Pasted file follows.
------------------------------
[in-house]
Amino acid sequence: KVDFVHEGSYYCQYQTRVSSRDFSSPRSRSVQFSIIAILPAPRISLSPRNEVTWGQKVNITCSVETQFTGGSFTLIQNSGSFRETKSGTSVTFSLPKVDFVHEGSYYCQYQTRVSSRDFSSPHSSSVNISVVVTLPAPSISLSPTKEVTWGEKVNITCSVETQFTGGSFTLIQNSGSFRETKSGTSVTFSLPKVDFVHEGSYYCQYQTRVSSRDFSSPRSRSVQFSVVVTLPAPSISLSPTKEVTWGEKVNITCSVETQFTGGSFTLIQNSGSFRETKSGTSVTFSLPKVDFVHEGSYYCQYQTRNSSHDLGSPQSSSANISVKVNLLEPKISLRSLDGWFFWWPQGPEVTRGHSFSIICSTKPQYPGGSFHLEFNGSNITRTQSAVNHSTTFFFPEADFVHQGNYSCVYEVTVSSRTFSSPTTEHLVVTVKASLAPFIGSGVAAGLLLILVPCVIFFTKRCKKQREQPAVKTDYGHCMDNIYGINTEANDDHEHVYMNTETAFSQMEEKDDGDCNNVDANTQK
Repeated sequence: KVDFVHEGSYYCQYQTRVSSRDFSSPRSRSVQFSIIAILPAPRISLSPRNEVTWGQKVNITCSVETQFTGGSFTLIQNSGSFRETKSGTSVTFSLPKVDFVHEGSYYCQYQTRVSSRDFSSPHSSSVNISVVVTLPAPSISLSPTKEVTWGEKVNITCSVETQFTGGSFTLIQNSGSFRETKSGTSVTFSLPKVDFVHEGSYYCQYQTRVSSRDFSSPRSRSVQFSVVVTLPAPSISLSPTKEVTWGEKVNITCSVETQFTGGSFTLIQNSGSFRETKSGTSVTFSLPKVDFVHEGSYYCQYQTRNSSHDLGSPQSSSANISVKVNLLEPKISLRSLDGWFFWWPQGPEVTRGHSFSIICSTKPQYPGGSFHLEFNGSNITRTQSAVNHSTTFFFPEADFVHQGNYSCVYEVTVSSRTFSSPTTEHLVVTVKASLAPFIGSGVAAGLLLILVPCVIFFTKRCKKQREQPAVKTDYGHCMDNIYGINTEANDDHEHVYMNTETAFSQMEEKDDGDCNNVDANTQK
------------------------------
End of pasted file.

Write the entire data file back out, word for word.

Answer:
[in-house]
Amino acid sequence: KVDFVHEGSYYCQYQTRVSSRDFSSPRSRSVQFSIIAILPAPRISLSPRNEVTWGQKVNITCSVETQFTGGSFTLIQNSGSFRETKSGTSVTFSLPKVDFVHEGSYYCQYQTRVSSRDFSSPHSSSVNISVVVTLPAPSISLSPTKEVTWGEKVNITCSVETQFTGGSFTLIQNSGSFRETKSGTSVTFSLPKVDFVHEGSYYCQYQTRVSSRDFSSPRSRSVQFSVVVTLPAPSISLSPTKEVTWGEKVNITCSVETQFTGGSFTLIQNSGSFRETKSGTSVTFSLPKVDFVHEGSYYCQYQTRNSSHDLGSPQSSSANISVKVNLLEPKISLRSLDGWFFWWPQGPEVTRGHSFSIICSTKPQYPGGSFHLEFNGSNITRTQSAVNHSTTFFFPEADFVHQGNYSCVYEVTVSSRTFSSPTTEHLVVTVKASLAPFIGSGVAAGLLLILVPCVIFFTKRCKKQREQPAVKTDYGHCMDNIYGINTEANDDHEHVYMNTETAFSQMEEKDDGDCNNVDANTQK
Repeated sequence: KVDFVHEGSYYCQYQTRVSSRDFSSPRSRSVQFSIIAILPAPRISLSPRNEVTWGQKVNITCSVETQFTGGSFTLIQNSGSFRETKSGTSVTFSLPKVDFVHEGSYYCQYQTRVSSRDFSSPHSSSVNISVVVTLPAPSISLSPTKEVTWGEKVNITCSVETQFTGGSFTLIQNSGSFRETKSGTSVTFSLPKVDFVHEGSYYCQYQTRVSSRDFSSPRSRSVQFSVVVTLPAPSISLSPTKEVTWGEKVNITCSVETQFTGGSFTLIQNSGSFRETKSGTSVTFSLPKVDFVHEGSYYCQYQTRNSSHDLGSPQSSSANISVKVNLLEPKISLRSLDGWFFWWPQGPEVTRGHSFSIICSTKPQYPGGSFHLEFNGSNITRTQSAVNHSTTFFFPEADFVHQGNYSCVYEVTVSSRTFSSPTTEHLVVTVKASLAPFIGSGVAAGLLLILVPCVIFFTKRCKKQREQPAVKTDYGHCMDNIYGINTEANDDHEHVYMNTETAFSQMEEKDDGDCNNVDANTQK